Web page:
Giving White Paper: more analysis and emerging recommendations
We're now publishing a more detailed policy analysis and some recommendations around the Giving White Paper. My view is still that there is a lot of positive intent from government and many positive ideas in the White Paper. To increase rates of giving in a challenging economic environment and in an already generous country is going to be tough. The more detailed analysis is now available here.
This analysis includes a range of recommendations, listed below.
Priorities and recommendations
1. Focus and clarity, including around funding practices: government has unveiled a number of ideas, programmes and initiatives. Many are positive but there is a danger that this may be lost due to confusion. The voluntary and community sector (VCS) is also undergoing a period of considerable transition. This is disruptive which means that clarity over the timing of new funding and when funding is new or being re-announced is important.
2. Tackling barriers: acknowledging barriers to the giving of time and money is important, and now investment and attention must be paid by government working with the VCS to develop mechanisms for tackling these barriers. This should also be a role for local infrastructure – to address how participation can be widened in communities. Some of the recommendations including micro-volunteering and time banking are welcome, but they are not the full solution. People still have other priorities like caring responsibilities and full time work that even micro volunteering can not solve alone.
3. Time vs money: The giving of time and money are related, but distinct, as are the motivations for doing them. Clarity on the part of government about which type of participation it is trying to achieve and an understanding of the different barriers will be a pre-requisite to success.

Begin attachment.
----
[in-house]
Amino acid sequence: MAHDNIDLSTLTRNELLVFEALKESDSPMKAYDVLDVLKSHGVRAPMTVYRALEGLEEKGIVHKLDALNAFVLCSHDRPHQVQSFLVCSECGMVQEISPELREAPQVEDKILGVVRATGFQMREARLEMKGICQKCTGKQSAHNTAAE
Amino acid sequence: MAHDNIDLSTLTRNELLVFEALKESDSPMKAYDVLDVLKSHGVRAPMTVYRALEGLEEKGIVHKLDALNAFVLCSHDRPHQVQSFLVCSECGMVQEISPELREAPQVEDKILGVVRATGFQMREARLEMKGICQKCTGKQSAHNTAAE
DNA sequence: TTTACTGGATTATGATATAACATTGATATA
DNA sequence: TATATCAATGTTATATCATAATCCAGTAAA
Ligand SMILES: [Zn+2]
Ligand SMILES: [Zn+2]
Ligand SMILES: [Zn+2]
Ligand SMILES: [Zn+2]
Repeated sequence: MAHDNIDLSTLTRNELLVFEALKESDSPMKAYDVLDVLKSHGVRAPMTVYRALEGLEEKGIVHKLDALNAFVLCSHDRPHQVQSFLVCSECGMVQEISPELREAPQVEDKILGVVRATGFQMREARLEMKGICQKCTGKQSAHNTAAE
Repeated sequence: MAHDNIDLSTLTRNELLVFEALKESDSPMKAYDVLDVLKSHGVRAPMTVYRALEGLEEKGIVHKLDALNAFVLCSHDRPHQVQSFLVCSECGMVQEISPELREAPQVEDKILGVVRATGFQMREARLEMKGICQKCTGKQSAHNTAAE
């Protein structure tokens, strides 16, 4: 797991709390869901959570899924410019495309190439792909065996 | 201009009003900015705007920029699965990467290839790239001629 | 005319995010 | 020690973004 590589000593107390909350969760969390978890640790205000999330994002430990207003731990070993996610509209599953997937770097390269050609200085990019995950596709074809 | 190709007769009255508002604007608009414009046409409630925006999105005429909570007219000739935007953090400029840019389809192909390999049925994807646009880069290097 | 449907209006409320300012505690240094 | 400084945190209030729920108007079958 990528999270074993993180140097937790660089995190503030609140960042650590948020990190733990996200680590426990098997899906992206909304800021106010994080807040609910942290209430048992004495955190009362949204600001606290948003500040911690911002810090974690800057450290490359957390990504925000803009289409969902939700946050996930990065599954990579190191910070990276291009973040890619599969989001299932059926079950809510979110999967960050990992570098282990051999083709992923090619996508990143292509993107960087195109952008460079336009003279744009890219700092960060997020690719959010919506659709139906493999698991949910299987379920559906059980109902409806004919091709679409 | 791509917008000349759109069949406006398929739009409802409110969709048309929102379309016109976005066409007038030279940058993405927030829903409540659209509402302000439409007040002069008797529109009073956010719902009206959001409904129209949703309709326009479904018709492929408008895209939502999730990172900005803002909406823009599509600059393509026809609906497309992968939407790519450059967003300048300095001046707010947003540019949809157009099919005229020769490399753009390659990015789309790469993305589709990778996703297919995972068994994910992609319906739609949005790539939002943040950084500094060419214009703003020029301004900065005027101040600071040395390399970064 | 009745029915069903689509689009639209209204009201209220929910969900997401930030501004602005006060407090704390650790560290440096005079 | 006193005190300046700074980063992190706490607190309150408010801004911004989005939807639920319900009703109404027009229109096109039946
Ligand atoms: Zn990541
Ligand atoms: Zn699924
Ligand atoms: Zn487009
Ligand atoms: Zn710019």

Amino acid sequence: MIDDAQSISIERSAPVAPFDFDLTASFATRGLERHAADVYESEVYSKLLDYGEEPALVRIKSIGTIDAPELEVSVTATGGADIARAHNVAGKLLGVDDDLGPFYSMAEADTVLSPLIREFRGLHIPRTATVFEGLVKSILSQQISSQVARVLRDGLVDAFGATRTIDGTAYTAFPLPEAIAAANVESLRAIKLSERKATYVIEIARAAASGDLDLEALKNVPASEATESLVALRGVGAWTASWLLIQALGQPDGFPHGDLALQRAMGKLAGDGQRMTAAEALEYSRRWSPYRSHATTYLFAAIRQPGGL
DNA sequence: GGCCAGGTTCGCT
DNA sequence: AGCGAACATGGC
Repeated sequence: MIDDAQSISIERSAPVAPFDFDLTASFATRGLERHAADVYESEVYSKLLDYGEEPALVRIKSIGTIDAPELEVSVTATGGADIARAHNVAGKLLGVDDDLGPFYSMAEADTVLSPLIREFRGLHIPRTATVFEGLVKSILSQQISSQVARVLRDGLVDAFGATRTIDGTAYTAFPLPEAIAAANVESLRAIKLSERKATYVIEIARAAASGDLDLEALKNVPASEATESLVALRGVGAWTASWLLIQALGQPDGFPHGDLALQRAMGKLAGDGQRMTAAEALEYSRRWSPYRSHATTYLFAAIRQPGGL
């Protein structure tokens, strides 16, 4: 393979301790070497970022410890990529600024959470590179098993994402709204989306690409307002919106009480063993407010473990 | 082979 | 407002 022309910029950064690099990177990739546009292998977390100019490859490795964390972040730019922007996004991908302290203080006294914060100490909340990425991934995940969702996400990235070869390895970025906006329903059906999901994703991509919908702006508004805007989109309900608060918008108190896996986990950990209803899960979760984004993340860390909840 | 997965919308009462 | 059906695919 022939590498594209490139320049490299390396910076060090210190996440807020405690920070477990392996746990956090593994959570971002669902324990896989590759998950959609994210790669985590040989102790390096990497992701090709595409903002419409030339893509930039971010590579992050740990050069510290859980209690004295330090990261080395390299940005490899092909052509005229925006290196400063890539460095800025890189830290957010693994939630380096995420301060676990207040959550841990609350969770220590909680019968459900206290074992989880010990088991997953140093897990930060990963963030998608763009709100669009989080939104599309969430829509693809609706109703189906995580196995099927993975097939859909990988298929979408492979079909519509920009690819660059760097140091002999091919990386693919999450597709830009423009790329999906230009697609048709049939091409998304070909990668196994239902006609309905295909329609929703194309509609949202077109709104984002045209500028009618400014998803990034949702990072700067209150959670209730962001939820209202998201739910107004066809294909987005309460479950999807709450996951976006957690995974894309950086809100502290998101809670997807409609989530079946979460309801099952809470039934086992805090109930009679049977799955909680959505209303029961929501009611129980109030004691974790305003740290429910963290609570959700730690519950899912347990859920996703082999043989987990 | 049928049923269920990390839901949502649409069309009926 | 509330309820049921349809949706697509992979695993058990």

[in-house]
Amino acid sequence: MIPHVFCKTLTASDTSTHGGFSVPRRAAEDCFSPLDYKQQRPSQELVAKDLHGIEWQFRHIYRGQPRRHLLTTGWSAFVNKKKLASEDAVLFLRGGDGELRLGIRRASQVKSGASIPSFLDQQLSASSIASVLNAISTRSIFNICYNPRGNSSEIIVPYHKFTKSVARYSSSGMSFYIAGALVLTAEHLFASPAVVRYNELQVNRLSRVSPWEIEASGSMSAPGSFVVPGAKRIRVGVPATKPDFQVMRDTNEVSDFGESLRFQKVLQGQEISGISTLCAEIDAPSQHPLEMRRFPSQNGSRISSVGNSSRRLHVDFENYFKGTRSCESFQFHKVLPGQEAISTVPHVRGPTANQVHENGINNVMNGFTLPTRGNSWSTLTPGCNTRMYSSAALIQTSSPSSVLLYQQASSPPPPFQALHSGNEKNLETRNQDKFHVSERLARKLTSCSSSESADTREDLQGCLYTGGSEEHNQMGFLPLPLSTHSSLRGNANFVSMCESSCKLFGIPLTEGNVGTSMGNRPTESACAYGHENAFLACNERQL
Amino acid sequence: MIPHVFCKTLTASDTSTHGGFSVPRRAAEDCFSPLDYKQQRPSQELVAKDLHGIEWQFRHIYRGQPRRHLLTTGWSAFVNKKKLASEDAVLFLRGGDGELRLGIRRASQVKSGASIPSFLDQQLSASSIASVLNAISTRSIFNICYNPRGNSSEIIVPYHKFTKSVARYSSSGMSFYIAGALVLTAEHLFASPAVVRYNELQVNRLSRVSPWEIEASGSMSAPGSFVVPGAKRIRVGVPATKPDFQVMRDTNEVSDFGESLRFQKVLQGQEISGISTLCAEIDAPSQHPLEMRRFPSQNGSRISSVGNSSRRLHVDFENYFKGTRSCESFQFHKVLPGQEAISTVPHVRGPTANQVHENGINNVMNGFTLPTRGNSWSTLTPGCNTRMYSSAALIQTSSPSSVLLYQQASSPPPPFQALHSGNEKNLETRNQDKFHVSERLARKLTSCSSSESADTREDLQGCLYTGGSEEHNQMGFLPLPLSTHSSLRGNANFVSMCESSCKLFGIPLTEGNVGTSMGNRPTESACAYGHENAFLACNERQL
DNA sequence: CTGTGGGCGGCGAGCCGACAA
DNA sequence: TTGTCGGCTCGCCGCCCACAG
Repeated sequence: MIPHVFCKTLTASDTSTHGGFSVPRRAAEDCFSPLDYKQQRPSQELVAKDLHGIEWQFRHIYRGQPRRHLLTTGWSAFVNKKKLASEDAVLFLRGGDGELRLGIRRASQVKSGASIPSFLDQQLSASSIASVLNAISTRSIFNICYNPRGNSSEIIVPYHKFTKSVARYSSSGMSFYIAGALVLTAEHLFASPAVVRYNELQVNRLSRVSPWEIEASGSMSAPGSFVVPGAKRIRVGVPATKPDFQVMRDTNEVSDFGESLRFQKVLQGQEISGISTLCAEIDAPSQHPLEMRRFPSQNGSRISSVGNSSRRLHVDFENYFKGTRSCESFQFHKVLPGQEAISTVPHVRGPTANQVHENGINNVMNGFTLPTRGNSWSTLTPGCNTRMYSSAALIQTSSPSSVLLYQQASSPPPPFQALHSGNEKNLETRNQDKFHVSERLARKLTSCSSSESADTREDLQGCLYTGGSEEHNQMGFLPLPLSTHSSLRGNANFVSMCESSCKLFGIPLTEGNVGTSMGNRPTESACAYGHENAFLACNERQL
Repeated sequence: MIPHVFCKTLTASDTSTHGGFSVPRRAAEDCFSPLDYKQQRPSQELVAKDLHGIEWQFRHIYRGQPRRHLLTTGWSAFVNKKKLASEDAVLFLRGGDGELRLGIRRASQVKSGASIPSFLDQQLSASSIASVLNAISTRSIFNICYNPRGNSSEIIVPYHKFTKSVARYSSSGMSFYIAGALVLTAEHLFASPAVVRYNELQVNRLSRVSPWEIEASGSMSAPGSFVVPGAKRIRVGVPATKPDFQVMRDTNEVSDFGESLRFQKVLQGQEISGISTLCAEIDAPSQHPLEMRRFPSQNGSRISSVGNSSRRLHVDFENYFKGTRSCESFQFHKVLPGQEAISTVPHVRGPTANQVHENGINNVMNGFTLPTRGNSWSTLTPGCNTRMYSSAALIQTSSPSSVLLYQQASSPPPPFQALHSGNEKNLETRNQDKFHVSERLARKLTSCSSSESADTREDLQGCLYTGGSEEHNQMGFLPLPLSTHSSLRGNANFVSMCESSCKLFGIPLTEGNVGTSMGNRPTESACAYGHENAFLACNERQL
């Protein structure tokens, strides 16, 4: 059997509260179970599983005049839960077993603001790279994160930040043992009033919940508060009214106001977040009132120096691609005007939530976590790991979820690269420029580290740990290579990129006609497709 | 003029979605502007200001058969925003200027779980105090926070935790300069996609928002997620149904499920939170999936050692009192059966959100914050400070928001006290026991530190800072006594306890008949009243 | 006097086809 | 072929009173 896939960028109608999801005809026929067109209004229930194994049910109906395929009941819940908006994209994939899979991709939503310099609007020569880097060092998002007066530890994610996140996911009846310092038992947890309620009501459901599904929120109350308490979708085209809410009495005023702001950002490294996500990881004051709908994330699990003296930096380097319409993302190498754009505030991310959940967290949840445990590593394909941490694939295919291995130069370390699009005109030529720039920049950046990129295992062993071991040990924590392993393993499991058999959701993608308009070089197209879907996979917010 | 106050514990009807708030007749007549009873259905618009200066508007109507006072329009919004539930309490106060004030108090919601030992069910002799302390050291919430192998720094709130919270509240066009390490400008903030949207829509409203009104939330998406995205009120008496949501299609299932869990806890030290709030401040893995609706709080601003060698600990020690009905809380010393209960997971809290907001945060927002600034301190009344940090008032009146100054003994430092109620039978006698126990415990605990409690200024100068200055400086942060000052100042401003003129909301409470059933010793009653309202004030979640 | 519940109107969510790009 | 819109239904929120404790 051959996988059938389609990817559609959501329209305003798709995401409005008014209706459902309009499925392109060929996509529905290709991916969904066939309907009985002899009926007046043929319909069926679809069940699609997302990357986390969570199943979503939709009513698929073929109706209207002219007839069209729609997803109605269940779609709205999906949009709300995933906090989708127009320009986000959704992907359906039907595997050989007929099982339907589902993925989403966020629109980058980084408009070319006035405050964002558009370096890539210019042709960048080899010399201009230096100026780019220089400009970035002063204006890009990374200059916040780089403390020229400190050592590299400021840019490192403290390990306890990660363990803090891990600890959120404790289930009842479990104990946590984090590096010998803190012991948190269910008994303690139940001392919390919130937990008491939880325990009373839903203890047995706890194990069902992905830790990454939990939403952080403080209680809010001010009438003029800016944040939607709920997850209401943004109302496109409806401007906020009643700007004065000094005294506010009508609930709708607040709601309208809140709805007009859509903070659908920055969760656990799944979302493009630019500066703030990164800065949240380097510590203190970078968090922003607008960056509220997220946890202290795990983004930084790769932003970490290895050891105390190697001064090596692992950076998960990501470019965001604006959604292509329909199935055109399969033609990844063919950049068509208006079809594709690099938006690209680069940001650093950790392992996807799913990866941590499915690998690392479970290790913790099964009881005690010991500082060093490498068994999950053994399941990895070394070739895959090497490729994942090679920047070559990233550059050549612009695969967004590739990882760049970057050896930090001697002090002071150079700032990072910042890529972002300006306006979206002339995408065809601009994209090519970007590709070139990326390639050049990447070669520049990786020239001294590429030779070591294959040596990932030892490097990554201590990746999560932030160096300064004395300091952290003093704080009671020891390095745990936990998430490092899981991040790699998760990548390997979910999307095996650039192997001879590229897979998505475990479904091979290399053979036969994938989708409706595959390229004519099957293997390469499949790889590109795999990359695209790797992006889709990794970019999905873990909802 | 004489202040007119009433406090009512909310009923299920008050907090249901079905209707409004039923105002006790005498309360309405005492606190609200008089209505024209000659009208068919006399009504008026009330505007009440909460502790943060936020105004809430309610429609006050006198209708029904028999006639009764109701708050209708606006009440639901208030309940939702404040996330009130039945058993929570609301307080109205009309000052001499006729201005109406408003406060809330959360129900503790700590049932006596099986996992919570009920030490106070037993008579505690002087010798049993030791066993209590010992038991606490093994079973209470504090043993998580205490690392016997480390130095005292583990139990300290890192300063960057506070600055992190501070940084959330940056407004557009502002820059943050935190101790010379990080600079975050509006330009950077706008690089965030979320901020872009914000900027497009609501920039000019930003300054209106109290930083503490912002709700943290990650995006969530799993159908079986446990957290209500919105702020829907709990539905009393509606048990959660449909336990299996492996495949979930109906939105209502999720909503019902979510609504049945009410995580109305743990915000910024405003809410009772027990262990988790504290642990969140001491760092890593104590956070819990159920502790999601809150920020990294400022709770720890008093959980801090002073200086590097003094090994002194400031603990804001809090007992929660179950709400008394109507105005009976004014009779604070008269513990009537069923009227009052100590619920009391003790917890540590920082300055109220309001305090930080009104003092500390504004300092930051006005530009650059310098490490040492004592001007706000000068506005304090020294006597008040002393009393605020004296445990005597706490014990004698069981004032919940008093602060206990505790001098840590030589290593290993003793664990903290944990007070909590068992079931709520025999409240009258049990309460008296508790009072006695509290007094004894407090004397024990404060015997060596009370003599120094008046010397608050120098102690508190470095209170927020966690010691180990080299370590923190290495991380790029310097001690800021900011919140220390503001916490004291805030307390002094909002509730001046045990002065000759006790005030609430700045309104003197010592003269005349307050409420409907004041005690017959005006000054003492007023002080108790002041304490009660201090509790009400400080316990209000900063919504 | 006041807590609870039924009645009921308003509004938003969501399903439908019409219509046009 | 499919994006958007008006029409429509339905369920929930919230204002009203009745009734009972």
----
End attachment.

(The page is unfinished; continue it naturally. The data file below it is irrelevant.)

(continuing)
4. Social Action Fund: the Fund is positive but given its remit and budget there is a danger that it could become over-stretched very quickly. Government should regularly review its budget and ensure that it has adequate resources.
5. Review and evaluate success: given the large number of initiatives, success and impact must be regularly evaluated. Government should also evaluate the success of the range of initiatives already launched. Government should retain an important role in evaluating the full range of activities in which it is involved, including community organisers.
6. Evidence: government and the VCS must invest in robust research and analysis to ensure that policy is based on evidence. This will include monitoring the impact of the various initiatives to promote giving as well as gathering evidence around the likeliness of future policies (e.g. lifetime legacies) to succeed). There are concerns around the impact of cancelling a number of important mechanisms for gathering data, including the Citizenship Survey. Whilst some new surveys are being developed, these should build on existing good work and data.
7. Impact: government accepts the importance of impact measurement as well as its challenges, for example in having enough qualified staff in the sector to carry out impact measurements. It should implement Recommendation One of NCVO’s Funding Commission and establish an Increasing Impact Fund.
8. Joined up policy making: policies around giving should be complementary with other policies pursued across government – for example in ensuring that the promotion of social investment generates new income and resource for the VCS and does not detract from giving rates.
9. Match funding: this is an important tool in building financial sustainability and is often an appropriate form of funding. However, some schemes in deprived areas and programmes seeking to promote causes that are not popular or visible may need higher levels of grant support, particularly in the early stages and funding should not therefore be overly skewed toward organisations capable of quickly securing funds to match those of government.
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James Allen, Head of Public Services and Partnerships and Head of Compact Voice blogs on public services reform and financing, challenges for the VCS and the Compact.